Today, the Department of State is designating two ISIS leaders as Specially Designated Global Terrorists, under Executive Order 13224. Both individuals have committed sexual violence against Yezidis and were responsible for the abduction and enslavement of Yezidi women and girls. More than 2,700 women and children, mainly Yezidis, remain unaccounted for.
- Arkan Ahmad ‘Abbas al-Matuti (aka Abu Sarhan) is a senior field military commander in Wilayat al-Jazirah, having held several positions within ISIS, including the wali of the Bulayj, Syria sector. Al-Matuti was involved in selling Yezidi women and girls, taking several Yezidi captives as sexual slaves for himself.
- Nawaf Ahmad Alwan al-Rashidi (aka Abu Faris) manages ISIS financial payments to members and widows and works in the group’s smuggling operations. Al-Rashidi was involved in planning, coordinating, and conducting several attacks in Syria between 2018-2019. Al-Rashidi was also responsible for the sexual slavery and rape of Yezidi women and girls in Sinjar, Iraq.
The United States is also concurrently designating two South Sudan-based individuals, under Executive Order 13664, involved in abductions and conflict-related sexual violence.
- James Nando is a Major General in South Sudan People’s Defense Forces. In 2021, forces loyal to Nando were responsible for at least 64 instances of rape and sexual slavery against civilians in Western Equatoria. In 2018, Nando was responsible for the abduction of hundreds of women and girls.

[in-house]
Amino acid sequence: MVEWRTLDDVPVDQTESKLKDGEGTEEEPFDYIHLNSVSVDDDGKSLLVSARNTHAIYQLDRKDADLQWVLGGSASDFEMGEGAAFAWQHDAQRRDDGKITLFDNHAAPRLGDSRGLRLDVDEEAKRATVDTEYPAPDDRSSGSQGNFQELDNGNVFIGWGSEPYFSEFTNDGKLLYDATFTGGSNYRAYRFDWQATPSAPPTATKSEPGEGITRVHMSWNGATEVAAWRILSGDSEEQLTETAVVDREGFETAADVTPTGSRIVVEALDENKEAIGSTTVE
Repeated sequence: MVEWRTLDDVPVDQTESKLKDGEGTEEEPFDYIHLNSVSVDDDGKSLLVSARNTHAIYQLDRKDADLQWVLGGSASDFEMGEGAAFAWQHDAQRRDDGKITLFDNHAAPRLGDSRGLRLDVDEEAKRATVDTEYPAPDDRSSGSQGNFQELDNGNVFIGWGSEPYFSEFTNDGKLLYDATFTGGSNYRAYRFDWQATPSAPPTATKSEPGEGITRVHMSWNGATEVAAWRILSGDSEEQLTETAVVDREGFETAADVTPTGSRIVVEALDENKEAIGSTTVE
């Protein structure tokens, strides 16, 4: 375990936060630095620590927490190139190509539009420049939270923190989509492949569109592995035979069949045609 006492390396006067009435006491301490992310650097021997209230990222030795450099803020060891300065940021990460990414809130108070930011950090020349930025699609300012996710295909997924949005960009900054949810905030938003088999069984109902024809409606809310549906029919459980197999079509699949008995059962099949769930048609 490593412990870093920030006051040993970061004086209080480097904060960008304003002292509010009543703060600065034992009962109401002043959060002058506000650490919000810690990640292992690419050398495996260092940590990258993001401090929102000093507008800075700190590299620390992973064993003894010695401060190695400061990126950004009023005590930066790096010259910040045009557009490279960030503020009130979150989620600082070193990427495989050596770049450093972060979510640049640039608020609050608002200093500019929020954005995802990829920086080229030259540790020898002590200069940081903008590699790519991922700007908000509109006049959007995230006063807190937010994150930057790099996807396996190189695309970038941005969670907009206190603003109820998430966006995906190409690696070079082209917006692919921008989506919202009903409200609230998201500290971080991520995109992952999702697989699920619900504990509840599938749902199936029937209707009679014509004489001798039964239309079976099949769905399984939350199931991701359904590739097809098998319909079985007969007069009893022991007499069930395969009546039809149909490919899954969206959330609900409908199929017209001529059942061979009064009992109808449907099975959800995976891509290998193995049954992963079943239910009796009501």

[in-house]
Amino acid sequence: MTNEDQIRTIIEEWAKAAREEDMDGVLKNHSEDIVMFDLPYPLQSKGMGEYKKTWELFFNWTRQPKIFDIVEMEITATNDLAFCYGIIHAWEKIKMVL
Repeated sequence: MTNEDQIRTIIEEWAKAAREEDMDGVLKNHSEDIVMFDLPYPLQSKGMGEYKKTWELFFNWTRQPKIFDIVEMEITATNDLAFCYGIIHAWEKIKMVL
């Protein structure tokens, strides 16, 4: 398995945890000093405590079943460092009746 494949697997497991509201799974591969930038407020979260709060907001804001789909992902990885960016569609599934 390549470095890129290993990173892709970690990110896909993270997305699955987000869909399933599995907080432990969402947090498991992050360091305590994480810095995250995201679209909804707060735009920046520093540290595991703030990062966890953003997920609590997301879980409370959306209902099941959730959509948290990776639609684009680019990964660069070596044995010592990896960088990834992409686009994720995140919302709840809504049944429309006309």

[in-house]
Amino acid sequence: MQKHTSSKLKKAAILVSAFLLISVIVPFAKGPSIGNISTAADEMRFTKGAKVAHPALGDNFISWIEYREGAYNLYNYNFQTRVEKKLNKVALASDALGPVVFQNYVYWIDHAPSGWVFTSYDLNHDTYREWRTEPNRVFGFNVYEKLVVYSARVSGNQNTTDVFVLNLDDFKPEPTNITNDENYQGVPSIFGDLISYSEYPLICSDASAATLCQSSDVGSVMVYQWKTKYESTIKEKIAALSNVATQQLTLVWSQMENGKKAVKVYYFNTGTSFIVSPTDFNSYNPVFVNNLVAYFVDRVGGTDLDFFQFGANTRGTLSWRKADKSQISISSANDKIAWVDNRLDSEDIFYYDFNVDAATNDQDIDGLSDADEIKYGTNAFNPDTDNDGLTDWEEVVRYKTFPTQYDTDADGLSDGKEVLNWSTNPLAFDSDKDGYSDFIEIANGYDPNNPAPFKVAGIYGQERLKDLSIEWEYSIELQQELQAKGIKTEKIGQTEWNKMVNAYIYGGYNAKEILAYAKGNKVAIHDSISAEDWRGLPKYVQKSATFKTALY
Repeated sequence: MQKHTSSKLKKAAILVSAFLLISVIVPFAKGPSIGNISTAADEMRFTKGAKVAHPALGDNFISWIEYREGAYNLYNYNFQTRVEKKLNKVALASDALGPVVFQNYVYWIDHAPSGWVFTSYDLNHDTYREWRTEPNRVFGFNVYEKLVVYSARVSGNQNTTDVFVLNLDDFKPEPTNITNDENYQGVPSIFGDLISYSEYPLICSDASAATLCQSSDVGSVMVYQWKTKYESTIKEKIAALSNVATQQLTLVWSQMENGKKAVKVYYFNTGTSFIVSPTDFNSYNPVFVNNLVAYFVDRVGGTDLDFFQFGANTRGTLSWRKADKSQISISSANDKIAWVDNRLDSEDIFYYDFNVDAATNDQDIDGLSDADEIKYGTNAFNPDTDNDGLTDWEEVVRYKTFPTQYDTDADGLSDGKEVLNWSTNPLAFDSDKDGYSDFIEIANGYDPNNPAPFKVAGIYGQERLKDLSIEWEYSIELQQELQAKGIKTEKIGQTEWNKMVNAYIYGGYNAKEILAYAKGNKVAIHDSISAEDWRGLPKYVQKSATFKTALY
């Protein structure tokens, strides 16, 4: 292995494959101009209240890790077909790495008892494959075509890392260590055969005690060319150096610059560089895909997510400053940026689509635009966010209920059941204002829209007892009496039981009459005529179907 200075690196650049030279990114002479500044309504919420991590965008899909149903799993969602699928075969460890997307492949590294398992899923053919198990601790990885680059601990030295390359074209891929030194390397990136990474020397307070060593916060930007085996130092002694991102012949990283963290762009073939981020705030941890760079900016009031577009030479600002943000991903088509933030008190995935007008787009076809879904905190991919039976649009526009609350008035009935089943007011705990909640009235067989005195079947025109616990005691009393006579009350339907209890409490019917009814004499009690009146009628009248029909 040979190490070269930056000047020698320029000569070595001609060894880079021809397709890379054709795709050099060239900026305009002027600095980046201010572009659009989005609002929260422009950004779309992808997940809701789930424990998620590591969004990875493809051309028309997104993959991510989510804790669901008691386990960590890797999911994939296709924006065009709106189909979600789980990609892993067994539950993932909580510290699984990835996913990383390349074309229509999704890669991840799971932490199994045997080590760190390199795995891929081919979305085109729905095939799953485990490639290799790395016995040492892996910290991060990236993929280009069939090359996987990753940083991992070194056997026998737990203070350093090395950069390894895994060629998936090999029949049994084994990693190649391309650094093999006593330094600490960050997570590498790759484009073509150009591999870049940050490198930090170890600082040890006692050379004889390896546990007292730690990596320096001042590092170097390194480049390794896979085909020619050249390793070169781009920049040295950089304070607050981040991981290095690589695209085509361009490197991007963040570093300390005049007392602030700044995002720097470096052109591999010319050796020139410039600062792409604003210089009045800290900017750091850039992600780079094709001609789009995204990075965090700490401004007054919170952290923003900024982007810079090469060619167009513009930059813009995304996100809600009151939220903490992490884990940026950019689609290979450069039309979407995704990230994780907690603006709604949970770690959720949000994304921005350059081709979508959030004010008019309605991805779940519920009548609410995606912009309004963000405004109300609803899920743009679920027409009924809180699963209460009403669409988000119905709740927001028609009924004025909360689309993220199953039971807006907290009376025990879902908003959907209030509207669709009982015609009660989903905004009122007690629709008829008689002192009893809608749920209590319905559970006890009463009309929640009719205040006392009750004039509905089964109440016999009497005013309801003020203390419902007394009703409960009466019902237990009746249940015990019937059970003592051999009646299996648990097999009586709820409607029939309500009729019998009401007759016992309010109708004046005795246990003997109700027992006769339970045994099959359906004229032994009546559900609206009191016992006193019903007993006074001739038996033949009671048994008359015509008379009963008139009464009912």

- Alfred Futuyo is Governor of Western Equatoria and affiliated with Sudan People’s Liberation Movement/Army – In Opposition. In 2018, forces under Futuyo’s command carried out numerous attacks in Western Equatoria that resulted in the abduction of 887 civilians, of whom at least 43 were raped.
The United States remains steadfast in our resolve to promote accountability for those who violate or abuse human rights, particularly against women and girls.
As a result of these actions, all property and interests in property of those designated today that are subject to U.S. jurisdiction are blocked, and all U.S. persons are generally prohibited from engaging in any transactions with the designated individuals.
For additional accounts from al-Matuti and al-Rashidi’s victims and other Yezidi survivors, please see: Yazidi Women Tell Their Horrific Stories, Yazidi girls tell of escape From IS, and Life in and after captivity: the story of a Yezidi survivor. For additional accounts of human rights violations and abuses in South Sudan, please see: The Commission on Human Rights in South Sudan’s report “State of Impunity: the persistence of violence and human rights violations in South Sudan.” For more information about Treasury’s actions, please see their press release page.